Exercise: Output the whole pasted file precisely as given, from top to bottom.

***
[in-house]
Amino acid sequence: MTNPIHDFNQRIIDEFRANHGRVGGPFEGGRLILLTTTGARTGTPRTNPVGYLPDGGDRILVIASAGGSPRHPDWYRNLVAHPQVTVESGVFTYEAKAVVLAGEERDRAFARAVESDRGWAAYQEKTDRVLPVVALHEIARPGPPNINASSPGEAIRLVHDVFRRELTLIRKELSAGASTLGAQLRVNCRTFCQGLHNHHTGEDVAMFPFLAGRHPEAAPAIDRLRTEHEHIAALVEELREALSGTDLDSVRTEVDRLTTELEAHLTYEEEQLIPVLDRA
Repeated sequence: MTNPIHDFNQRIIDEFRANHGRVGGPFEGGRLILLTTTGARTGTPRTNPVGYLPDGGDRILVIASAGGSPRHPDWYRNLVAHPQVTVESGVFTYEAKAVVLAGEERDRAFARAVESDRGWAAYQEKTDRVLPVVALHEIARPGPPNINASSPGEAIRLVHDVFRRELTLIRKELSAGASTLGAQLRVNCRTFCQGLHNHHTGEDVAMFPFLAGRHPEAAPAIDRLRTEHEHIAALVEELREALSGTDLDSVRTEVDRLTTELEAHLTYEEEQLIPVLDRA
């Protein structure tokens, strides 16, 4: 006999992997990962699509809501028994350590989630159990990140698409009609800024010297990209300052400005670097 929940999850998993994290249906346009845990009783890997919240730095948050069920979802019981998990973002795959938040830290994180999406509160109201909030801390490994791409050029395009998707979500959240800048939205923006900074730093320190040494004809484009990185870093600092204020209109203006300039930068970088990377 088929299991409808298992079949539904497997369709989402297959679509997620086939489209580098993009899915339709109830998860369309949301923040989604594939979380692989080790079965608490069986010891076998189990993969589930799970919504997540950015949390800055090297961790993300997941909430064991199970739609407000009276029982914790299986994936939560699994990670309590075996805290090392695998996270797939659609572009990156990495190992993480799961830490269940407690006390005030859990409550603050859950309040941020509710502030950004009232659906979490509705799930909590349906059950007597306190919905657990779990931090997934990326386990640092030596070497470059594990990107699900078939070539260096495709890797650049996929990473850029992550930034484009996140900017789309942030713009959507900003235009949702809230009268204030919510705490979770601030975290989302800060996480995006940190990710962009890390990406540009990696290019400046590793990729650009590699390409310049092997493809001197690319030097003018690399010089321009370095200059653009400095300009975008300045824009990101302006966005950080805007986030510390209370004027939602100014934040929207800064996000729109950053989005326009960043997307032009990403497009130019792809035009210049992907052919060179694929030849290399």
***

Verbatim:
[in-house]
Amino acid sequence: MTNPIHDFNQRIIDEFRANHGRVGGPFEGGRLILLTTTGARTGTPRTNPVGYLPDGGDRILVIASAGGSPRHPDWYRNLVAHPQVTVESGVFTYEAKAVVLAGEERDRAFARAVESDRGWAAYQEKTDRVLPVVALHEIARPGPPNINASSPGEAIRLVHDVFRRELTLIRKELSAGASTLGAQLRVNCRTFCQGLHNHHTGEDVAMFPFLAGRHPEAAPAIDRLRTEHEHIAALVEELREALSGTDLDSVRTEVDRLTTELEAHLTYEEEQLIPVLDRA
Repeated sequence: MTNPIHDFNQRIIDEFRANHGRVGGPFEGGRLILLTTTGARTGTPRTNPVGYLPDGGDRILVIASAGGSPRHPDWYRNLVAHPQVTVESGVFTYEAKAVVLAGEERDRAFARAVESDRGWAAYQEKTDRVLPVVALHEIARPGPPNINASSPGEAIRLVHDVFRRELTLIRKELSAGASTLGAQLRVNCRTFCQGLHNHHTGEDVAMFPFLAGRHPEAAPAIDRLRTEHEHIAALVEELREALSGTDLDSVRTEVDRLTTELEAHLTYEEEQLIPVLDRA
């Protein structure tokens, strides 16, 4: 006999992997990962699509809501028994350590989630159990990140698409009609800024010297990209300052400005670097 929940999850998993994290249906346009845990009783890997919240730095948050069920979802019981998990973002795959938040830290994180999406509160109201909030801390490994791409050029395009998707979500959240800048939205923006900074730093320190040494004809484009990185870093600092204020209109203006300039930068970088990377 088929299991409808298992079949539904497997369709989402297959679509997620086939489209580098993009899915339709109830998860369309949301923040989604594939979380692989080790079965608490069986010891076998189990993969589930799970919504997540950015949390800055090297961790993300997941909430064991199970739609407000009276029982914790299986994936939560699994990670309590075996805290090392695998996270797939659609572009990156990495190992993480799961830490269940407690006390005030859990409550603050859950309040941020509710502030950004009232659906979490509705799930909590349906059950007597306190919905657990779990931090997934990326386990640092030596070497470059594990990107699900078939070539260096495709890797650049996929990473850029992550930034484009996140900017789309942030713009959507900003235009949702809230009268204030919510705490979770601030975290989302800060996480995006940190990710962009890390990406540009990696290019400046590793990729650009590699390409310049092997493809001197690319030097003018690399010089321009370095200059653009400095300009975008300045824009990101302006966005950080805007986030510390209370004027939602100014934040929207800064996000729109950053989005326009960043997307032009990403497009130019792809035009210049992907052919060179694929030849290399």